In 2017 the invaluable support of a professional development bursary from a-n, and an informal partnership with the Printmaking department at the University of Brighton, meant I was able to learn some new printmaking skills and begin to develop new work which has formed the foundation for Once in a Universe.

During 2018 I worked with other artists, curators, the public and professionals from across disciplines to develop ideas for new work about life in the Anthropocene.

Now, in 2019, my main focus is on developing the ideas initiated during the earlier stages of the project through drawing and installation.


Well we all know the weather has had a big impact this week with yesterday being the second hottest day on record and super-high humidity contributing to storms and downpours. Well to be honest, I know in the overall scheme of things this is only a small thing, but I am actually really suffering from this weather disruption at the moment. For the past four weeks the weather has been firmly on my side, allowing me to spread out of the studio and into the garden while making my boulders. Fantastic! The warm sun has been my friend, making many litres of glue and paint dry quickly and speeding me towards the impending installation deadline. But now, with the exhibition rapidly approaching this weekend, the weather has turned against me!

Yesterday I failed my self-imposed deadline for finishing the work when soaring temperatures slowed me down and evening storms put paid to late work. And now under dark skies and with final coats to apply, here I am blogging, while waiting for paint to dry. (The note on the tin said “Do not apply in more than 85% humidty”…)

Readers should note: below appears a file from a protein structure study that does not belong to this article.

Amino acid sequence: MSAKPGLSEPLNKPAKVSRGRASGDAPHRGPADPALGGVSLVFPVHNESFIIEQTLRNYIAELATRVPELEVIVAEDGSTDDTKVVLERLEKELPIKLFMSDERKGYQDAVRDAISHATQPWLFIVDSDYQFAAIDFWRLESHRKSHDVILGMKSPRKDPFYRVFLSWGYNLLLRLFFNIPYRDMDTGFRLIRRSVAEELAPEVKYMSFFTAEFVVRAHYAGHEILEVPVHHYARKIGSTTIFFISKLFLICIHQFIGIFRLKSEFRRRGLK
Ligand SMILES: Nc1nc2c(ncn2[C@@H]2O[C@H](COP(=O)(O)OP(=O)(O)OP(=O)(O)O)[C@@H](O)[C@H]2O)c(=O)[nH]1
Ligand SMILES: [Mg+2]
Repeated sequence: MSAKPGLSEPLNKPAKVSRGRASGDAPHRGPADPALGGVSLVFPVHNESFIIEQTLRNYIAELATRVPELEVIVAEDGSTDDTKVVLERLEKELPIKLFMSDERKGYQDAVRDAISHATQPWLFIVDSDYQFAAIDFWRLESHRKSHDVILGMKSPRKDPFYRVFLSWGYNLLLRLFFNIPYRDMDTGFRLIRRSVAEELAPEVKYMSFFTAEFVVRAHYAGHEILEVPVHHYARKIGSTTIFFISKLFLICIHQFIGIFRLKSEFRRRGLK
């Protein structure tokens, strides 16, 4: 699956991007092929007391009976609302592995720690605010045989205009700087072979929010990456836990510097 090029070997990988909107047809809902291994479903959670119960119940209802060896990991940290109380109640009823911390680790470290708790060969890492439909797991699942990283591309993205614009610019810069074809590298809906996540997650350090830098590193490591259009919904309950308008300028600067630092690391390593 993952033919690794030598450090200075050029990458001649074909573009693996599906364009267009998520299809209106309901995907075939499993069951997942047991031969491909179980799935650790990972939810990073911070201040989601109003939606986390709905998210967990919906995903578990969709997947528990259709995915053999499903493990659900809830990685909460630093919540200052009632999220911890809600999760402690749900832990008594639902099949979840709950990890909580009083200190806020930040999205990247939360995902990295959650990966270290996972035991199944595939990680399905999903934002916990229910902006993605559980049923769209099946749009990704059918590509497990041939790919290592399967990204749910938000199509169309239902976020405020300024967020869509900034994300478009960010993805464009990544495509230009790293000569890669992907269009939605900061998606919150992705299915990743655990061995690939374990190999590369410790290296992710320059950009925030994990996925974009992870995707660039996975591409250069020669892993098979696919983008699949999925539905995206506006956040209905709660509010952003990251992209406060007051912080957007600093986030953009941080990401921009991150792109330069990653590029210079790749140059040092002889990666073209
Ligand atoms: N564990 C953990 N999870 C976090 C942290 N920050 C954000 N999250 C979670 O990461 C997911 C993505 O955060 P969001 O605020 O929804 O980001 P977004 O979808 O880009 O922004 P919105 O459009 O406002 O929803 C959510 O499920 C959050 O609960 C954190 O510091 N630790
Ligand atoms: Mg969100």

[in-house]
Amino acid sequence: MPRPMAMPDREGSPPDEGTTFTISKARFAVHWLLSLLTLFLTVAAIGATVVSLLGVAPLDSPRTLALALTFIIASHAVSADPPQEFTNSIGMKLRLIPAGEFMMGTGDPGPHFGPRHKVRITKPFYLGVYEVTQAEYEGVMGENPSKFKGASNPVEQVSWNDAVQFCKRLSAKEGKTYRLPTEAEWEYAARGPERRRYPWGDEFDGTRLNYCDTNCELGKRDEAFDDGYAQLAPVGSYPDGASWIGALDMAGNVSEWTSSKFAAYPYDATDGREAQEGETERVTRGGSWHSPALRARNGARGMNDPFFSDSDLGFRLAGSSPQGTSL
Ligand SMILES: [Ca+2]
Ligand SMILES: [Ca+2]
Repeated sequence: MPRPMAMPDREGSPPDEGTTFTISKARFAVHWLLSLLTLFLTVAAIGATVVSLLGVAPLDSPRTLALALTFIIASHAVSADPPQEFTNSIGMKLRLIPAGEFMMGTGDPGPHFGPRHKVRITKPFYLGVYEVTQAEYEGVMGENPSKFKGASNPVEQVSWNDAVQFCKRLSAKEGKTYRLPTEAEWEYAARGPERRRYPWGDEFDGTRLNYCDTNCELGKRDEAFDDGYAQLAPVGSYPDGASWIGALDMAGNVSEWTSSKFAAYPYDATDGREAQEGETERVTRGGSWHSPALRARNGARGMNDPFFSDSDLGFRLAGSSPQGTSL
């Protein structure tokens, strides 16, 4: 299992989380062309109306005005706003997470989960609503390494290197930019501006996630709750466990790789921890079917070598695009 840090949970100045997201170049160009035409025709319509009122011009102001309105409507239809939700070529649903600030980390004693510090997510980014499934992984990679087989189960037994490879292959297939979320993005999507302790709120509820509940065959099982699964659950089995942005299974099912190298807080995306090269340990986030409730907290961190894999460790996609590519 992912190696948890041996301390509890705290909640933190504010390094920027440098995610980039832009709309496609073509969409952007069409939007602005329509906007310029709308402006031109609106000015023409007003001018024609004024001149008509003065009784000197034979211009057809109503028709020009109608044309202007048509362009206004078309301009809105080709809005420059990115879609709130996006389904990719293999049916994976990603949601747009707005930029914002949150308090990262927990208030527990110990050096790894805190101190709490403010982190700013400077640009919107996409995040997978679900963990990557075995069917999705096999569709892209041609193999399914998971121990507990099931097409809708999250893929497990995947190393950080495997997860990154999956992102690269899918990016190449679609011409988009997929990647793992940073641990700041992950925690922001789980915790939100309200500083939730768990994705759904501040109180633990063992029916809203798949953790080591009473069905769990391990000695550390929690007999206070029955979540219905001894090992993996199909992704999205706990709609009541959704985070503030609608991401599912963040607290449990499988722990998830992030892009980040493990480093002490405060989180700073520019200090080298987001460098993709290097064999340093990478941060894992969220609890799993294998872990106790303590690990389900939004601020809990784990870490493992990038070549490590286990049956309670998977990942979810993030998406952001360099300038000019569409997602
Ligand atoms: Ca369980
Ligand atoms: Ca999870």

Oh well.

On a more positive note, in a brief interlude from boulder-making, I spent a brilliant morning with artist Vicki Painting a couple of weeks ago. Vicki is a photographer and we worked together to realise an idea I’d had in my head for a while since developing my cluster work at the Milton Street and Martyr’s residencies earlier this year. Here is the result:

Photo by Vicki Painting from a collaboration with Judith Alder.

The finished boulders will be at Holding The Fort from this Sunday 28 July to 26 August come hell or high water.

More of Vicki’s Cluster portraits can be seen at the Open House we’re both participating in as part of Artwave Festival next month.



Isn’t it always the case that after a reflective period of quiet making and drawing, gradually and subtly, everything changes and before you know it, all of a sudden it’s deadline, deadline, deadline!

At the moment, I am mostly making boulders. The aim is to make ten boulders  (five in progress, five to go, two weeks left…) for the Holding The Fort exhibition which I’m part of at Newhaven Fort. Why boulders you might ask? It began a few years ago with my Improbable Experiments With Growing Stones when I speculatively made a couple of big “rocks”.  I’ve been feeling ever since that there was some unfinished business here.

Growing Stones from 2014

On my first visit to Newhaven Fort a few weeks ago I spotted this: